There’s a kid in all of us


There’s nothing that revives a sense of being a part of a neighborhood like a county fair. And while the fair food is a delicacy you looked forward to for months in advance, after only two or three days, your system seeks relief in any kind of elixir that looks pink and tastes minty.

Highland County, Ohio has placed another fair into the history books, and it certainly enjoyed the best weather in my memory of Highland County fairs. The weather was hot a few days, but I recall by-gone days when local towing companies had their hands full and every farm tractor on the grounds spent much of their time relieving automobiles from the miry clay. Not 2019 though. Thank the good Lord above for that.

It had been several years since I had covered a county fair for radio, and even then, I never spent the amount of time that I did this year. By Saturday, I had to be led around by anyone going in my general direction.

I had almost forgotten the joy of interviewing the kids who were showing their livestock projects or participating in some competition, even like the pedal tractor pull. One of my best memories was a 7-year-old boy from the Sardinia area who I chatted with after he had won a hard-fought pedal tractor pull. He had become the grand champion, and when I asked him how he did it he exclaimed so matter-of-factly, “I won!” I told him I understood that, but wondered how he did it. The young man stated as if I had not understood his answer before, “I won it!” he said again.

“Oh!” I said, as if I hadn’t understood his previous response. He won. Enough said. He was so cute.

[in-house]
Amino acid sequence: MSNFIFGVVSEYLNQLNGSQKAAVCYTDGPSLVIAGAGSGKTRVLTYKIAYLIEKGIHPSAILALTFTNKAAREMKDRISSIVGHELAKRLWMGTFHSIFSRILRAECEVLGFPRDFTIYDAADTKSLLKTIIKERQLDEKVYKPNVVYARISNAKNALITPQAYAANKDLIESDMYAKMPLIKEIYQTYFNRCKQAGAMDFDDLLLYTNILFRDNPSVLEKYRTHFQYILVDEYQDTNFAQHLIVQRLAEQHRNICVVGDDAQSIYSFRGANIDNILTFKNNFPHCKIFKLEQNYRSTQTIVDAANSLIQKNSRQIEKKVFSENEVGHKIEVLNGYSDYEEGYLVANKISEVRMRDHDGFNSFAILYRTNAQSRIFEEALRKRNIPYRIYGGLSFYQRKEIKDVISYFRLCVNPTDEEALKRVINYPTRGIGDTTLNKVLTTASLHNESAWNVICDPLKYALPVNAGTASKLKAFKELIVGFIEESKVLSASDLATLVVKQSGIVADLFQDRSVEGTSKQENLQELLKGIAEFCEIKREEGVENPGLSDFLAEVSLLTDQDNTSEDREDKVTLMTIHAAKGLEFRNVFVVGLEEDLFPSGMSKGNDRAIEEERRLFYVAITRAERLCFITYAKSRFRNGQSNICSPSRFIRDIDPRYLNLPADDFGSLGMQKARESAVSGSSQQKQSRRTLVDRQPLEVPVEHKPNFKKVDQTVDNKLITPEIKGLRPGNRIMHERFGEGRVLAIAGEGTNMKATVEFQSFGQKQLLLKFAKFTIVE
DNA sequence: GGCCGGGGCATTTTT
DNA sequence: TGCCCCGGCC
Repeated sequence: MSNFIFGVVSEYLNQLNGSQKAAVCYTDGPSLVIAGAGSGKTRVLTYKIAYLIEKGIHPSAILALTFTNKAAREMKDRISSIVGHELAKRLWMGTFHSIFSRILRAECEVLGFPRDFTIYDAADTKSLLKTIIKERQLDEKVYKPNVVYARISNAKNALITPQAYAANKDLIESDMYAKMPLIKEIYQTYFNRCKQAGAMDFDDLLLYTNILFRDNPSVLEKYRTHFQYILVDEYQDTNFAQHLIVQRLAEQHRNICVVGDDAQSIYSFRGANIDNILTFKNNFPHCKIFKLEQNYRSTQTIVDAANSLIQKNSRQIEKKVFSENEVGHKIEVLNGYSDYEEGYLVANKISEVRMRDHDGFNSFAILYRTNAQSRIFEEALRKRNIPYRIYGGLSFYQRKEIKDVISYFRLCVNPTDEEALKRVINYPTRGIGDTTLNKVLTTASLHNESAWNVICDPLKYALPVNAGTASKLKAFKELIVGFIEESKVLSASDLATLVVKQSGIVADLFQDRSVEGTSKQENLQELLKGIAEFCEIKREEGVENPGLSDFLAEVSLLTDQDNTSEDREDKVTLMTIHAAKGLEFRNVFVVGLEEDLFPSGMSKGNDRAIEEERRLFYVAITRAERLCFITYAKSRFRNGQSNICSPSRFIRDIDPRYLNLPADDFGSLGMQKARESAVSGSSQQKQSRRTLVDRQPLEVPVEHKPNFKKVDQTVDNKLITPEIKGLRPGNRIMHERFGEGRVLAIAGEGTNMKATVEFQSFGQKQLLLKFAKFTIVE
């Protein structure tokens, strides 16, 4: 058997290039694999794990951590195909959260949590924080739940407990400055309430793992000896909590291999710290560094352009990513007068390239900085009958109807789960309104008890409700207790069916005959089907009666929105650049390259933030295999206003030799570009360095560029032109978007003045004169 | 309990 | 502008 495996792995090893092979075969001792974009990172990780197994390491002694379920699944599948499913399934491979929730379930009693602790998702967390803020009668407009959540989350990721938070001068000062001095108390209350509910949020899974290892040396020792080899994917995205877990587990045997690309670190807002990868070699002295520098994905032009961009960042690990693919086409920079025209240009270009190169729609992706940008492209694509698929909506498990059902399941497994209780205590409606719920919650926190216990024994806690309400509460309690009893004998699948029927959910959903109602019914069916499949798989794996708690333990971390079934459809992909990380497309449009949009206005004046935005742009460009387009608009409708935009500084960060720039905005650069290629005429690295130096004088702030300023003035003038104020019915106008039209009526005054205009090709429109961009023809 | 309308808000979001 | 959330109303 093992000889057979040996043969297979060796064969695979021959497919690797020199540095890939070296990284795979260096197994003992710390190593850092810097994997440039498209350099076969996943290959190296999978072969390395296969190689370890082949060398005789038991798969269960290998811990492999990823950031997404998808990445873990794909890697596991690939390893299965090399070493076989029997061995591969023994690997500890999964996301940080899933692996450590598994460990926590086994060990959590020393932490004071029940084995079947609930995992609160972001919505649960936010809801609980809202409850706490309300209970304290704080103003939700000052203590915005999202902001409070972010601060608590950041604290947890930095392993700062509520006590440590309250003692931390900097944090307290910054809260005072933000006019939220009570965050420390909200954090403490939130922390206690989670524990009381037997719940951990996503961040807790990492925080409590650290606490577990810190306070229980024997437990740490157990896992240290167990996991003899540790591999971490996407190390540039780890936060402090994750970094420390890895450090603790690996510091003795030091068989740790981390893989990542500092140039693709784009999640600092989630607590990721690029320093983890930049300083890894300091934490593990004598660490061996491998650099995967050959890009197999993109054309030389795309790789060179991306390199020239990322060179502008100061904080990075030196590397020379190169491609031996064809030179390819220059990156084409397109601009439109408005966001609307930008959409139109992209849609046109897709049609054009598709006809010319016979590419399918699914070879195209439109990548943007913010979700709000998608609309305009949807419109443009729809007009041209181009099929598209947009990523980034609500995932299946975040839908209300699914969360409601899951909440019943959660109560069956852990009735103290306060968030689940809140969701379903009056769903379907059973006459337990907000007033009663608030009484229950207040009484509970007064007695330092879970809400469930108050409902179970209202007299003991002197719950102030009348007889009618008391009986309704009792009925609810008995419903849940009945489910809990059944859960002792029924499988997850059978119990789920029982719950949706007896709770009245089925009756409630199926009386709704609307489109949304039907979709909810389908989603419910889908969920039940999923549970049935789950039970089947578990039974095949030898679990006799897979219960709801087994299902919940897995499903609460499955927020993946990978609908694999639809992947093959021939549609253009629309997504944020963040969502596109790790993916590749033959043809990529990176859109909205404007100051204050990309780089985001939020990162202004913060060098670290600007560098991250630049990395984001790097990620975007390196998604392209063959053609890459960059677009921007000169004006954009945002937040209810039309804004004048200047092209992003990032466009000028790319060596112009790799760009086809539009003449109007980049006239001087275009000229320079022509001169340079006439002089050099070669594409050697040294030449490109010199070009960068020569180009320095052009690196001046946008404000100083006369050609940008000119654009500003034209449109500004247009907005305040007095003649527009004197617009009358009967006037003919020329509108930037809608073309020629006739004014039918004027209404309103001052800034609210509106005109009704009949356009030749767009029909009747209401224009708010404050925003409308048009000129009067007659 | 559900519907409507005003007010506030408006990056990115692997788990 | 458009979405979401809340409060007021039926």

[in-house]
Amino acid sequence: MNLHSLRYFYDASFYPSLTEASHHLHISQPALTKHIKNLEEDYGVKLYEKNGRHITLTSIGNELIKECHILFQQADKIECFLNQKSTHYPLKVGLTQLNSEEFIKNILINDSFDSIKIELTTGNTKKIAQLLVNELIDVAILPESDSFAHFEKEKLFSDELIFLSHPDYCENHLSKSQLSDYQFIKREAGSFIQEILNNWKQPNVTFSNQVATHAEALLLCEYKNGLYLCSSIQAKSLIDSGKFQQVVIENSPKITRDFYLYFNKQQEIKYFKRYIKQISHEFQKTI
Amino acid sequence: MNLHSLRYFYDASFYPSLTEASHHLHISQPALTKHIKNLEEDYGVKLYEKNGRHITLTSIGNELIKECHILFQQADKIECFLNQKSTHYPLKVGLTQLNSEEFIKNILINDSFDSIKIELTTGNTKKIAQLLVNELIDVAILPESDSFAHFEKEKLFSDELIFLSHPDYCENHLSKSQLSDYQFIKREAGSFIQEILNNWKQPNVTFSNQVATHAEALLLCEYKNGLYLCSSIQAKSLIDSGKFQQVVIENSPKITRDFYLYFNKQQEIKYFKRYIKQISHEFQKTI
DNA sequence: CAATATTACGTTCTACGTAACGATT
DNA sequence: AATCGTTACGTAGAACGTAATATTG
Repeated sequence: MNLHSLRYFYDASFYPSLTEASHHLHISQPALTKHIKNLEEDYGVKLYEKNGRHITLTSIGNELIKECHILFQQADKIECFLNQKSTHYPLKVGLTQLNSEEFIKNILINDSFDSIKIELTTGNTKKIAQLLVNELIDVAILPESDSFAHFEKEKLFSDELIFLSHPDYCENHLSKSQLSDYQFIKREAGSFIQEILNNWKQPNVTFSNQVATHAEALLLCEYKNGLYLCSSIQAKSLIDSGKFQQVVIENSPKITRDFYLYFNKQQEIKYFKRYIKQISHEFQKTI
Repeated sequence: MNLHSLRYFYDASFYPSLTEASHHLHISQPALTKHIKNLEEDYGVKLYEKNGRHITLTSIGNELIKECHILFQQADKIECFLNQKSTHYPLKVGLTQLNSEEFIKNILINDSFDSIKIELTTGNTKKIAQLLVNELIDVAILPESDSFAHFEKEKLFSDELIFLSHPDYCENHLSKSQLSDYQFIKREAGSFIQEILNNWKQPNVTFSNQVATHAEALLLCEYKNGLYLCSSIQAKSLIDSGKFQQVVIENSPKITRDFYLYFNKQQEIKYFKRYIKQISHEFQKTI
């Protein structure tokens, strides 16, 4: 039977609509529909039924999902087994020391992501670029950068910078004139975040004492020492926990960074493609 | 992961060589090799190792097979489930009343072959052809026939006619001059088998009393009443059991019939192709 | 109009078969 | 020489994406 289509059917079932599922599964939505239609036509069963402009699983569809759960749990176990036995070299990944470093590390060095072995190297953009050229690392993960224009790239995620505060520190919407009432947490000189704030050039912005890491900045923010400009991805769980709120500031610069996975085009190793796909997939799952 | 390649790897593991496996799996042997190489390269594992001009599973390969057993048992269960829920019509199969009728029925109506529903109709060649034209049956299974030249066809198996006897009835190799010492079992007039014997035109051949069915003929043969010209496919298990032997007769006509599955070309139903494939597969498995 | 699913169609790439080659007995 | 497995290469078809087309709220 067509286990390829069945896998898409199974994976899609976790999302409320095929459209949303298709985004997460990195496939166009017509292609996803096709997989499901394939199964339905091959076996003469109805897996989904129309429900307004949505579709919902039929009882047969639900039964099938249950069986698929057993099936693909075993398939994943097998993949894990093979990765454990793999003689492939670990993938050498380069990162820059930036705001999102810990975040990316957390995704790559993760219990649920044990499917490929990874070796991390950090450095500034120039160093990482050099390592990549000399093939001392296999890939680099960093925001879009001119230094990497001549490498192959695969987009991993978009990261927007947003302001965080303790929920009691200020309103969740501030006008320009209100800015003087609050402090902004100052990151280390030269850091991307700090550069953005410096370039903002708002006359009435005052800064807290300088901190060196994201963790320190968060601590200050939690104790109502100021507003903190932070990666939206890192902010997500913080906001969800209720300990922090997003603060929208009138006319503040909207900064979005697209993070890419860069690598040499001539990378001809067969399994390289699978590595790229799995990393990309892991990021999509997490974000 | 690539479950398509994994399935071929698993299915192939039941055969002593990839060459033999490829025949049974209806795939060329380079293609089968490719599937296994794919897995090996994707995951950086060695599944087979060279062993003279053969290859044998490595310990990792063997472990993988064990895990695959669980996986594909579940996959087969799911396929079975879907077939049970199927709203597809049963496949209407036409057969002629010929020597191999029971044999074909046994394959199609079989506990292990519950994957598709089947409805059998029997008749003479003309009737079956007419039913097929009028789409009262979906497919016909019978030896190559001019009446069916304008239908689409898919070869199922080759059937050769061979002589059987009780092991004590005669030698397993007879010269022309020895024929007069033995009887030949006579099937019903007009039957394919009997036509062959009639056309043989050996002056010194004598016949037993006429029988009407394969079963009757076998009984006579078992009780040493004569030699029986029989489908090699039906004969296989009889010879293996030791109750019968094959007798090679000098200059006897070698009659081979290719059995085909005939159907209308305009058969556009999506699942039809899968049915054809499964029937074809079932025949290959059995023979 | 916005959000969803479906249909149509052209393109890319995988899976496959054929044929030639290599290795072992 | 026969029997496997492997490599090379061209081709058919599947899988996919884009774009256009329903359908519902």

I spent time in the cattle barn, the swine barn, the sheep barn, the rabbit and poultry barn, and the horse barn. I stretched my neck watching the helicopter going over, I heard stories from a man who is convinced that Elvis is still alive, memories from fairs from the days of old, I watched parts of tractor pulls, I judged photographs and works of art, I judged one night of a talent contest, and emceed the final night of the contest.

Among the laundry list of good fortune experiences I enjoyed was riding with just about every golf cart driver on the fairgrounds, chased by a few more, was confided in, lied to, then I got to lie to them, and did I mention I ate? A lot.

I interviewed veterans, leaders of and those employed by non-profits, for-profits, Congressman Brad Wenstrup, entertainers, former “Hee-Haw” guest and all around good guy Dayne Puckett, my longtime side-kick Willard Parr, and my wife swears I was trying to interview my nightmares.

I remember county fairs. I have loved county fairs from the time of childhood. I thought I was finished with county fairs for good until I covered the Highland County Fair for Herb Day Radio this year. I now know, I will never be finished with county fairs in this life. And I am not certain that there is not a county fair that will need to be reported on in the life to come. If there is, I am certain that Will Parr and I will be covering it.

Make no mistake about it. The county fair is for and all about kids. However, as I observed parents and grandparents at the fair last week, that gleam in their eyes told all that needed to be told about the child in them. They marveled at the lights, the sights, the sounds and the smells. Yes, even the smells emanating from the swine barn. We enjoyed seeing that excitement in the eyes of five of our 11 grandchildren who were able to attend.

Last week was a wonderful reminder that no matter how old we get, inside we will always be like my 7-year-old pedal tractor pulling buddy who declared “I WON” when we enter a county fair.

Herb Day is a longtime local radio personality and singer-musician. You can email him at [email protected] and follow his work at and

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